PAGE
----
The decade's most triggering comedy
The home goods retailer saw a $2.83 loss per share in its first quarter, missing the $1.39 loss per share predicted by analysts. Bed Bath & Beyond CEO Mark Tritton subsequently stepped down from his position and was replaced by interim CEO Sue Gove, who served on the company’s board.
“We are embracing a straight-forward, back-to-basics philosophy that focuses on better serving our customers, driving growth, and delivering business returns,” Gove said in a press release announcing the layoffs. “In a short period of time, we have made significant changes and instituted enablers across our entire enterprise to regain our dominance as a preferred shopping destination for our customers’ favorite brands and exciting products.”
Among other changes in tactics, Bed Bath & Beyond is shifting its merchandise allocations to prioritize popular national brands and new direct-to-consumer products, as well as leveraging its new loyalty program to increase customer retention.
“We believe these changes will have a widespread positive impact across customer experience, inventory assortment, supply chain execution and cost structure,” Gove added. “The customer underpins our decisions, and we are committed to delivering what they want while driving growth, profitability, and financial returns.”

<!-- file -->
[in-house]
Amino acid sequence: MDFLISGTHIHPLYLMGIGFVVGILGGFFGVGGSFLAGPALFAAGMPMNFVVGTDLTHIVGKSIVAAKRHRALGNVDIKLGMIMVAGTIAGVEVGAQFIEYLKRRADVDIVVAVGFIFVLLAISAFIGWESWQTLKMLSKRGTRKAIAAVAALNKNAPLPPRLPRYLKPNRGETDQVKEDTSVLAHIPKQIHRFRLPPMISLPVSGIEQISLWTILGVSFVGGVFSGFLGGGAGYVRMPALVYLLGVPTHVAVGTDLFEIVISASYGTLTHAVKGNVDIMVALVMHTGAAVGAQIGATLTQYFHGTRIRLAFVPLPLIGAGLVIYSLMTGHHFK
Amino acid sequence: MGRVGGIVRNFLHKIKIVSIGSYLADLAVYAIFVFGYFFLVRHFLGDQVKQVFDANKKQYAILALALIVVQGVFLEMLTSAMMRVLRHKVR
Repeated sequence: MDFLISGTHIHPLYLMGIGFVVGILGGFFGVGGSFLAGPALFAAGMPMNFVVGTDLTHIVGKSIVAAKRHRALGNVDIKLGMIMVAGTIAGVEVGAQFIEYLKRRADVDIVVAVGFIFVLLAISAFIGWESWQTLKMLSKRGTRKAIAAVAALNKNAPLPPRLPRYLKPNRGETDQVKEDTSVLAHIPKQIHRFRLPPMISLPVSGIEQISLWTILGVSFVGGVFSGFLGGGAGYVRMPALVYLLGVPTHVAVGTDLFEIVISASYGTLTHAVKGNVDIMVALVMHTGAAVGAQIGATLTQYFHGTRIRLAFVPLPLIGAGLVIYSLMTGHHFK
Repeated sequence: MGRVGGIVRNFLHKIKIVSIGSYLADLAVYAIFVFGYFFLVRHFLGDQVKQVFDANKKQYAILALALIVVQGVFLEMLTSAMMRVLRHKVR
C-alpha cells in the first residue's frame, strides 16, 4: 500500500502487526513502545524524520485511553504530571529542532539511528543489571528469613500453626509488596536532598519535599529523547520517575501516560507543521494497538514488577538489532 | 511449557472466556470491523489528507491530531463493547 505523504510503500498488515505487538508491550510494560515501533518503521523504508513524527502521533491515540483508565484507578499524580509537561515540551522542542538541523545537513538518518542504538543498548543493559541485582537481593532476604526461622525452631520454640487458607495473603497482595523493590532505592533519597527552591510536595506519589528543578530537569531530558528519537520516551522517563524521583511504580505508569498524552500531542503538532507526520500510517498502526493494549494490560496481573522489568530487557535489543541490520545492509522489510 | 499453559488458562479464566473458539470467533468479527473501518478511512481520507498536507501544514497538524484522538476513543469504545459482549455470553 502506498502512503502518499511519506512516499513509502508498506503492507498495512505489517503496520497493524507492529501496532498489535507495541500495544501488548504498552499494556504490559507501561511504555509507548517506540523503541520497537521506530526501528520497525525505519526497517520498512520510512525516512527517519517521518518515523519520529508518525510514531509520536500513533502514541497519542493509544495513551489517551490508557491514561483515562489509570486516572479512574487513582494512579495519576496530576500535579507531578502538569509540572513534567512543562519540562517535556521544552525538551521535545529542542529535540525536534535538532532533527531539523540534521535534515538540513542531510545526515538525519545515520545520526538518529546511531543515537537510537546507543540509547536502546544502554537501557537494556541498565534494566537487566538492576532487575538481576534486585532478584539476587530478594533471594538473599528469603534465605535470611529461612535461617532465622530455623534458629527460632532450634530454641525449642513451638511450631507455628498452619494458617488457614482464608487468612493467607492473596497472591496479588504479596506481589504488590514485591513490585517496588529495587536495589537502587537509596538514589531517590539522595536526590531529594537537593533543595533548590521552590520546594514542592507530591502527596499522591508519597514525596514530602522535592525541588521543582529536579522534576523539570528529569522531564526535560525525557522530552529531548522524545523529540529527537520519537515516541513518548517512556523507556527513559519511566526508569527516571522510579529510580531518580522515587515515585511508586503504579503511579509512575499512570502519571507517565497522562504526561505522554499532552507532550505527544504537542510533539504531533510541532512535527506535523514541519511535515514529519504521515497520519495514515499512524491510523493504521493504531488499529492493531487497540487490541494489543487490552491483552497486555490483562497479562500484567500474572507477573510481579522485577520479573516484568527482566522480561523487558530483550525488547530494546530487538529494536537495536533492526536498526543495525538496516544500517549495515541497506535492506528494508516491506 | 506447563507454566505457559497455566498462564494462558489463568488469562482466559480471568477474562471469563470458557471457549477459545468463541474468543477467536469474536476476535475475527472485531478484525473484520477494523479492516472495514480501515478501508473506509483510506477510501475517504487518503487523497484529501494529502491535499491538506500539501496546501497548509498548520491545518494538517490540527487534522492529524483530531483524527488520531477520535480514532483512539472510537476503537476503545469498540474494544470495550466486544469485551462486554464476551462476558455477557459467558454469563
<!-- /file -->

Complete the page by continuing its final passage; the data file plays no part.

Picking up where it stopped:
Amid persistent inflationary pressures and supply chain bottlenecks, companies in other sectors have likewise slowed hiring or introduced layoffs. The United States met the rule-of-thumb definition of a recession — two consecutive quarters of negative growth — last month as the economy shrank at a 1.5% annualized rate in the first quarter and contracted at a 0.6% pace in the second quarter.
Bed Bath & Beyond is among several leading retailers taking steps to cope with the tumultuous economy. Target is prioritizing food, household items, and other inventory with a high turnover rate — even canceling $1.5 billion in orders for goods with lower demand. Meanwhile, Walmart is attracting new customers among wealthier subsets of the population struggling to contend with higher prices at competing stores.
“It’s a conflicting period in terms of the data. If you look at what’s happening across categories and across income levels, inflation is having an impact particularly for those who don’t have as much money,” Walmart CEO Doug McMillon recently told CNBC. “Higher income families are shopping at Walmart because they’re so price sensitive right now … families making more than $100,000 in household income have driven a lot of our growth during this last quarter.”
Wage inflation has also been a salient factor for employers as labor force participation rates fail to recover. The metric dropped from 66% in 2008 to 63% in 2020, then fell another 3% between February 2020 and April 2020 alone amid government lockdowns and business closures, according to data from the Bureau of Labor Statistics.
A recent poll from Bankrate shows that Americans are reporting changes in behavior as economic pressures continue. Among the 74% of respondents who are taking steps to prepare for a recession, 47% are cutting discretionary spending, 35% are saving more for emergencies, and 30% are paying credit card debt.
“While some Americans indicate they believe the economy is already in a recession, it is perhaps more important that so many are already taking actions based on their fears or beliefs that one is inevitable over the next year or so,” Bankrate senior economic analyst Mark Hamrick commented.